Seven states held off-year general elections on Tuesday, and four of these—Mississippi, Maine, Ohio, and Washington—featured initiatives on their ballots. Initiatives are distinct from referendums in that they are put on the ballot directly by the people, whereas referendums are placed on the ballot by legislatures. Of the nine initiatives featured in Tuesday’s elections, voters adopted five.
The citizens of Mississippi passed two initiatives, I-27 (on voter identification) and I-31 (on eminent domain), with 62% and 73% respectively.
Initiative 27, which is aimed at preventing election fraud, amends the Mississippi Constitution to require all voters to submit government issued photo identification before being allowed to vote. Initiative 31, also a constitutional amendment, prohibits state and local government from taking private property via eminent domain and then selling or giving it to private persons or businesses within 10 years.
Mississippi’s most controversial initiative—the Personhood Amendment—did not pass. Initiative 26 would have defined the term “person” as including every human being from the moment of fertilization, cloning, or the functional equivalent. Mississippi voters turned it down 58%-42%.
There were two initiatives on the Maine ballot. Both concerned gaming and both failed to pass. Question 2, which failed 55%-45%, would have amended state laws governing the deadline and conditions of approval for one “racino” (a combined race track and casino) and allowed for an additional tribal racino. Question 3, which 63% of voters opposed, would have authorized the establishment of a slot machine facility in cities with at least 30,000 inhabitants. Forty percent of the net income from these slot machines would have been distributed to various state and local government entities.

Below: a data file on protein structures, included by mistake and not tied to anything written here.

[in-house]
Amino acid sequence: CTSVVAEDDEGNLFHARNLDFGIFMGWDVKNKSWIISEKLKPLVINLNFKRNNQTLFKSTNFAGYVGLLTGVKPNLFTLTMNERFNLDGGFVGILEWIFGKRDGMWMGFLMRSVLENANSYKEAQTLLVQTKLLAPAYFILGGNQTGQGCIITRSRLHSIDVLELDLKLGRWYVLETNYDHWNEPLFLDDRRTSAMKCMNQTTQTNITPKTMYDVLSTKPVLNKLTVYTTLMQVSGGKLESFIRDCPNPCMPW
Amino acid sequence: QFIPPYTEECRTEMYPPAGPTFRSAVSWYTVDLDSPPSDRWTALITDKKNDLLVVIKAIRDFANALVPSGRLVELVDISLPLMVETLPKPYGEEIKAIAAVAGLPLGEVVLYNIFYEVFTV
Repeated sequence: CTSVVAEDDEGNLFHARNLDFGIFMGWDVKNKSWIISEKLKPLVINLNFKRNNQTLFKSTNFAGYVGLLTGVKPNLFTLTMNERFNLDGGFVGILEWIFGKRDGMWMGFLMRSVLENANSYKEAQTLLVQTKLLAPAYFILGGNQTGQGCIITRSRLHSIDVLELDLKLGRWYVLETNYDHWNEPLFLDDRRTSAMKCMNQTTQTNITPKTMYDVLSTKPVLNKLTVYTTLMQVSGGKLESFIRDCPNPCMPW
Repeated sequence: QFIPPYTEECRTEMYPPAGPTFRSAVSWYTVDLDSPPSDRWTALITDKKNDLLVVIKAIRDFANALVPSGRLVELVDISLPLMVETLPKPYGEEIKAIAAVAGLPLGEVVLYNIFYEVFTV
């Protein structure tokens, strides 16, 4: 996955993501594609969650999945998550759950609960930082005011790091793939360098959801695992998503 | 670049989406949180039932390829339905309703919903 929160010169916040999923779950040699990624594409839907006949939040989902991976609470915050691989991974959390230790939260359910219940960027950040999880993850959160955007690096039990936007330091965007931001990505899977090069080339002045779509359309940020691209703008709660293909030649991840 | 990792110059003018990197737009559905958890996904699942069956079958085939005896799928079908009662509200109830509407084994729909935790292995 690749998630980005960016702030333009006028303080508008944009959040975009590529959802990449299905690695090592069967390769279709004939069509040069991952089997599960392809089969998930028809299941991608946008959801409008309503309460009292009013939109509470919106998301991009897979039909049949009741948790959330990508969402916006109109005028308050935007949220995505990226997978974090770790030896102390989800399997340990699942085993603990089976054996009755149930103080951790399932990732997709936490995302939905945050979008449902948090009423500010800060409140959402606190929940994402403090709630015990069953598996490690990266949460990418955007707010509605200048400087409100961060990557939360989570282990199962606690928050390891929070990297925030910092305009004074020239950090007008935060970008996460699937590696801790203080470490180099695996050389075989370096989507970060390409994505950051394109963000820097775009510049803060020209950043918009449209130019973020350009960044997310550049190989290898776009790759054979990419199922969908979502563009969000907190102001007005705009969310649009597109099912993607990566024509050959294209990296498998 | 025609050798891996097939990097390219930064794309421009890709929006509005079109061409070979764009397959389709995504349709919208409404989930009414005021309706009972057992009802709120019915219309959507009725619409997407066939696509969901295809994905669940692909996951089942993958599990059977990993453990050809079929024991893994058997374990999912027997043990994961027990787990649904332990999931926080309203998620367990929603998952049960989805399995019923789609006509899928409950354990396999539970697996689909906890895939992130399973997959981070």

In Ohio, voters approved the only initiative on the ballot with 66%. A direct response to the Patient Protection and Affordable Care Act (commonly referred to as “Obamacare”), Issue 3 amends the state Constitution to forbid expressly any law that forces participation in a healthcare system, prohibits the purchase or sale of healthcare or health insurance, or creates a fine or penalty for the purchase or sale of healthcare or healthcare insurance. High-profile legal challenges are nearly certain to follow in the coming months and years, especially after the provision of PPACA that imposes fines on individuals who do not purchase health insurance goes into effect in 2014.
Washington voters considered three initiatives, adopting two of them. Initiative 1183 mandates that the state liquidate its liquor distribution centers and retail stores and authorizes the licensing of private liquor distributors and retailers, subject to certain requirements and revenue-based fees. It also removes some restrictions on the distribution of wine. I-1183 passed with 60%.
Initiative 1163, which 67% of voters approved, reiterates the requirements for long-term care workers laid out in I-1029, which passed in 2008. The new initiative requires federal criminal background checks and 75 hours of paid training for long-term care workers beginning in 2012. Additionally, I-1163 increases fraud prevention measures and caps caregiver programs’ administrative expenses.
Initiative 1125 would have prohibited the state from using gas tax or toll road revenues for non-transportation purposes, required the state legislature to set toll rates, and limited the use of toll revenues to the specific project for which the toll was imposed. Voters were nearly evenly divided on the issue, the final vote being 51%-49% against the initiative.
From the standpoint of the development of the initiative process, Mississippi’s results are of greatest importance. Only four southern states—Florida, Arkansas, Oklahoma, and Mississippi—allow citizens to enact laws through the initiative process. Mississippi reintroduced the initiative process in 1992, but the process was dormant as voters failed to approve any measures. Mississippi voters’ enthusiastic support for two citizen-initiated measures this year indicates that the initiative process may become a more central part of the political culture of the Magnolia State.
For more information on state initiatives and the initiative process, please visit the Miller-Rose Institute Initiative Database